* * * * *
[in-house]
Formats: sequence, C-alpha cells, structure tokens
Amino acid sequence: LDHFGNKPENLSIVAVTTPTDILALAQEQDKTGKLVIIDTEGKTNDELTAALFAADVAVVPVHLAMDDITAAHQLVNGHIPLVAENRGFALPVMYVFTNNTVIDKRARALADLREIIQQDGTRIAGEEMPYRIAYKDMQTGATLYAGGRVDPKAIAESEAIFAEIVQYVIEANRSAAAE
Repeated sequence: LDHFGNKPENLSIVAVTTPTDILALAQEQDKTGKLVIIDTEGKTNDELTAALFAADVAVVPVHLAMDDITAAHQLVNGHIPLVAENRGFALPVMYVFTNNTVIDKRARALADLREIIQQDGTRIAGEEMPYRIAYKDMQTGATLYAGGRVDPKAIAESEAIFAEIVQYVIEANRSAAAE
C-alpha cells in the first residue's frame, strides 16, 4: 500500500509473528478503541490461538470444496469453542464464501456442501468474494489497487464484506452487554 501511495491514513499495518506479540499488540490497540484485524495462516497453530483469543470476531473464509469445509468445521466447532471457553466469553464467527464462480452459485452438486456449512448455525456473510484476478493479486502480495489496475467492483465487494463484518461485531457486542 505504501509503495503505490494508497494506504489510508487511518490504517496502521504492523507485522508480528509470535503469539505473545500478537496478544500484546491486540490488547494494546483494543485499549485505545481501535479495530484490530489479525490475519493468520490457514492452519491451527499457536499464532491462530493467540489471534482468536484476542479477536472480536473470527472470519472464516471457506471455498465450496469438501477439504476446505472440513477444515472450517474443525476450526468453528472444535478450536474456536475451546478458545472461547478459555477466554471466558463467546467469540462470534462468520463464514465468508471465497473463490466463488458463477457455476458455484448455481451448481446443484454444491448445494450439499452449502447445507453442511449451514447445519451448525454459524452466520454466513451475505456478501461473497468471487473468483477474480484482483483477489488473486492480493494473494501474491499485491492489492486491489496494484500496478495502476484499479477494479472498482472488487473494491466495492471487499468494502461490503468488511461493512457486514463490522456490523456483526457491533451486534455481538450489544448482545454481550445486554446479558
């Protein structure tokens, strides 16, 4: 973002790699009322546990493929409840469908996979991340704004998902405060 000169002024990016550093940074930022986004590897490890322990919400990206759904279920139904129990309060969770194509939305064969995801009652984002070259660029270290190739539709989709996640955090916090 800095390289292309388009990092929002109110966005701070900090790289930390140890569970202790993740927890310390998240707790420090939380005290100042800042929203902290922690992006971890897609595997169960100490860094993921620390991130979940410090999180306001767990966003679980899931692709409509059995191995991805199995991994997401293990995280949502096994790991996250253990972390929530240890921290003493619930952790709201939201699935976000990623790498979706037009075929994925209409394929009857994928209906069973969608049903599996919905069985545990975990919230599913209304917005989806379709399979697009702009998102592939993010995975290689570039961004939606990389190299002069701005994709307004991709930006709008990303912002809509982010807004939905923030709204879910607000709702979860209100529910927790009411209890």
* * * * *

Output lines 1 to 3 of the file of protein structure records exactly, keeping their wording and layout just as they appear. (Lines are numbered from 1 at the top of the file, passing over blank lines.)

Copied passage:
[in-house]
Formats: sequence, C-alpha cells, structure tokens
Amino acid sequence: LDHFGNKPENLSIVAVTTPTDILALAQEQDKTGKLVIIDTEGKTNDELTAALFAADVAVVPVHLAMDDITAAHQLVNGHIPLVAENRGFALPVMYVFTNNTVIDKRARALADLREIIQQDGTRIAGEEMPYRIAYKDMQTGATLYAGGRVDPKAIAESEAIFAEIVQYVIEANRSAAAE